Top photo by Claudia Gestro
Well, just as I had hoped, the Los Angeles Rams will represent the NFC in Super Bowl LVI. They almost blew it, let’s be real. Matthew Stafford — and his team — were pretty damn lucky San Francisco 49ers cornerback Jaquiski Tartt had bad hands in the 4th quarter. Tartt could have ended regulation time in a tie and pushed the game into overtime with an interception — and probably they would have won the game, as good as the Niners were playing … but he dropped the sure thing interception and voila! The Rams got down into field goal range with just seconds to spare and Matt Gay kicked the game-winning field goal, sending the Los Angeles Rams into the Big Game.
There were a few potentially game-changing mistakes made by the Rams, like that poor pass from Matthew Stafford, but head coach Sean McVay told reporter Claudia Gestro he was happy about how his team responded to their adversity, but they would have to clean things up for the Super Bowl. “I love the way that we were able to overcome some things, but we know to be able to finish this deal and get a win against an excellent Bengals team in a couple weeks, we got to do a great job playing clean football, being sharp with our communication in both phases, offensively, defensively. But just overall looking to play really clean, tough, physical brand of football — offense, defense and in the kicking game.”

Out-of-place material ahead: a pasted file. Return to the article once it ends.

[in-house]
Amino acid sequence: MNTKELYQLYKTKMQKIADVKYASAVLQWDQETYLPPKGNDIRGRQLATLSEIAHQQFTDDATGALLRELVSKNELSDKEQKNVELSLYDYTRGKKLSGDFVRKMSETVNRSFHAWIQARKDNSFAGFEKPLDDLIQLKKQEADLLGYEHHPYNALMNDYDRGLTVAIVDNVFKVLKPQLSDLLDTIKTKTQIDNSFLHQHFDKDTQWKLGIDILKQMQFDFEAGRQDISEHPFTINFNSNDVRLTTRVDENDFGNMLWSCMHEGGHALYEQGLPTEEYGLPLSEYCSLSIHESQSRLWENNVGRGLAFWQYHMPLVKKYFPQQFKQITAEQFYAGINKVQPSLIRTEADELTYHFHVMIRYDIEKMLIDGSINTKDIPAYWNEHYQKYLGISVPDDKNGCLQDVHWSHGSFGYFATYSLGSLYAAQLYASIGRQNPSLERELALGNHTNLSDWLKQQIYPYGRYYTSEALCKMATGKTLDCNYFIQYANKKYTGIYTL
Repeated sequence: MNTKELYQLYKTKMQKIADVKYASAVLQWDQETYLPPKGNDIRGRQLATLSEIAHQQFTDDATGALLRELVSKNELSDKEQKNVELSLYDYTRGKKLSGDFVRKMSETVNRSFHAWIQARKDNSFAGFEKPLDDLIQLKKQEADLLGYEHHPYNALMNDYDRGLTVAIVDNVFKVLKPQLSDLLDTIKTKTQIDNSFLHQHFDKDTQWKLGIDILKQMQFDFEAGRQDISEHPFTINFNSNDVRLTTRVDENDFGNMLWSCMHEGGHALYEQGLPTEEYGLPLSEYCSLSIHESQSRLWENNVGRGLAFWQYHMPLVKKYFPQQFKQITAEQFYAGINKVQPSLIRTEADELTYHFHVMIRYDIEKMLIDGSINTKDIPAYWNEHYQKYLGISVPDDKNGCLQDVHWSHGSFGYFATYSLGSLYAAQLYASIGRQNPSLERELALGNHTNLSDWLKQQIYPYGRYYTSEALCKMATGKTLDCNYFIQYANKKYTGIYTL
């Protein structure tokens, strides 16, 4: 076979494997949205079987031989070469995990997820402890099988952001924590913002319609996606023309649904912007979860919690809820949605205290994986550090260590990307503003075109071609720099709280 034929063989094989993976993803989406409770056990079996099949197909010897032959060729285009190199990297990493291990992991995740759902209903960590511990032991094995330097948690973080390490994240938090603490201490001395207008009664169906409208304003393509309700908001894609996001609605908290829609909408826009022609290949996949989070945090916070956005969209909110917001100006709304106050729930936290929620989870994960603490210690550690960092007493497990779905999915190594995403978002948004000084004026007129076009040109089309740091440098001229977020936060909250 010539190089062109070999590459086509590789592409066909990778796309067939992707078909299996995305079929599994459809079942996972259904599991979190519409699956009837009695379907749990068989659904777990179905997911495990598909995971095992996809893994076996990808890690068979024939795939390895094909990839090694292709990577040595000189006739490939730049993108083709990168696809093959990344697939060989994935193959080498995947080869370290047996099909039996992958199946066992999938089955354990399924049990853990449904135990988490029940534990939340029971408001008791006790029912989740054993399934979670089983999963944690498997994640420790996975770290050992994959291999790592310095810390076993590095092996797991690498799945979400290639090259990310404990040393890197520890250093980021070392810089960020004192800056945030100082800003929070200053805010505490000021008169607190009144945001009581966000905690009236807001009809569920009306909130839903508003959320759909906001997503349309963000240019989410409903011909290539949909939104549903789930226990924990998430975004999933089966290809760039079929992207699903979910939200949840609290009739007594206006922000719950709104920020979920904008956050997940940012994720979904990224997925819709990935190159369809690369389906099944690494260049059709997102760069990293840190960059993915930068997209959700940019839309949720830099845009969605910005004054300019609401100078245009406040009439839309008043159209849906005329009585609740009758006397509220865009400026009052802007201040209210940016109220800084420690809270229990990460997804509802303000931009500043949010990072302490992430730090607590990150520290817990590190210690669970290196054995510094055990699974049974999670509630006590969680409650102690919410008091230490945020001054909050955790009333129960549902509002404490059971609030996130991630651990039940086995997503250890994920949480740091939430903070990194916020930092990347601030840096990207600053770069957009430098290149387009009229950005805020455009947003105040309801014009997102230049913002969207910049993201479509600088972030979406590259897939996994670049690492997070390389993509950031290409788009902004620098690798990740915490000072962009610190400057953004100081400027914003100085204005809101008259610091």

The big knock on Matthew Stafford was that he had never won a playoff game and he was prone to throwing poor passes, like the deflection Tartt almost caught. Well, Stafford has led his team to three playoff wins, this last one a come-from-behind thriller that was very much a defensive gem.
Our friend Claudia Gestro asked QB Matthew Stafford what the confidence level was like after defeating three very good playoff teams. He said, “I think we’re a confident group. We’re a confident as a team, I know that. But at the same time we have to go out there and prove it. Every time you step on the football field, it doesn’t matter what happened the week before, the play before, you have to go out and prove it.”
On February 13 he has to prove it once again.
As good as the Rams offense is, the defense is even better. In most NFL games we usually see the defenses getting tired in the third and especially the fourth quarter. Not so the Rams. That defense, led by the passionately super-charged Aaron Donald, never let their foot off the neck of the Niners’ offense and in fact they twisted the screws tighter as the game went on.
Just look at everyone on that defense. We talk about Donald, Von Miller, Leonard Floyd, Greg Gaines and Jalen Ramsey quite a bit, rightly so, but the rest of the linebackers and secondary play big parts in locking down opposing offenses. Eric Weddle, who came out of retirement to fill in some gaps, had a huge game against San Francisco. They’re going to need all of that against the Cincinnati Bengals.